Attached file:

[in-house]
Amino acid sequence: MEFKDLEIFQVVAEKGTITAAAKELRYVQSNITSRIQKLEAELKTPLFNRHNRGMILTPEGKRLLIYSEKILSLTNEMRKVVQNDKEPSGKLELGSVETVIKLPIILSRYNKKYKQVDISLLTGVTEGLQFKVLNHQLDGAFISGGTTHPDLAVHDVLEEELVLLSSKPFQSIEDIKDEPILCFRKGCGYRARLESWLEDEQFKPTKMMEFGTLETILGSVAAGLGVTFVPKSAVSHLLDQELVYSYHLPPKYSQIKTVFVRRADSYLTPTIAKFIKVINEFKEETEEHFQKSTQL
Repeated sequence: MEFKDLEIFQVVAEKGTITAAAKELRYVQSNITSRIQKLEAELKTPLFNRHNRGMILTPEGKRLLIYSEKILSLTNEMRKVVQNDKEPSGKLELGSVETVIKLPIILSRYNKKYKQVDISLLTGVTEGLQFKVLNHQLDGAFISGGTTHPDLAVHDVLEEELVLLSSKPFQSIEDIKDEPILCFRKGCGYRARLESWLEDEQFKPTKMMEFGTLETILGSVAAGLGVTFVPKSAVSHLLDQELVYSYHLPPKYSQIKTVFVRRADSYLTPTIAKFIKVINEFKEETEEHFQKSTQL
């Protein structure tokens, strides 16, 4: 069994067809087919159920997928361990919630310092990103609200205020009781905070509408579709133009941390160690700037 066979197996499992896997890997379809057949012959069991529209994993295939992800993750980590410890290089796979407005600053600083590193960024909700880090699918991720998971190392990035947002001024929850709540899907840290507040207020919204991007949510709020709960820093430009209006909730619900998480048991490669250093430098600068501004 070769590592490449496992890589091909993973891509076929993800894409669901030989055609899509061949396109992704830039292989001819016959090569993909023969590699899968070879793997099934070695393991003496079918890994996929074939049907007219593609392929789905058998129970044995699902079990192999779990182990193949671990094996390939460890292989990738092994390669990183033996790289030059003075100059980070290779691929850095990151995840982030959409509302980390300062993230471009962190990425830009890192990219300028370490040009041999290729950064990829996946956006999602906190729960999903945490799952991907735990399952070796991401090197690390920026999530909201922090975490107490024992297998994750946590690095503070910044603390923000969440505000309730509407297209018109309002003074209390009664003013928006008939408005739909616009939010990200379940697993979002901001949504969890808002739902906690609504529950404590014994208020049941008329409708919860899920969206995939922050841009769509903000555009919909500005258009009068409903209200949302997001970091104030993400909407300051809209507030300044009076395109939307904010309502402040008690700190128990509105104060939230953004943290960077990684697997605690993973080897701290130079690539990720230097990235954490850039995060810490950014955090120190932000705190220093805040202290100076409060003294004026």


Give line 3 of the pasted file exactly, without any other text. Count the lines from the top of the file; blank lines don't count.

Repeated sequence: MEFKDLEIFQVVAEKGTITAAAKELRYVQSNITSRIQKLEAELKTPLFNRHNRGMILTPEGKRLLIYSEKILSLTNEMRKVVQNDKEPSGKLELGSVETVIKLPIILSRYNKKYKQVDISLLTGVTEGLQFKVLNHQLDGAFISGGTTHPDLAVHDVLEEELVLLSSKPFQSIEDIKDEPILCFRKGCGYRARLESWLEDEQFKPTKMMEFGTLETILGSVAAGLGVTFVPKSAVSHLLDQELVYSYHLPPKYSQIKTVFVRRADSYLTPTIAKFIKVINEFKEETEEHFQKSTQL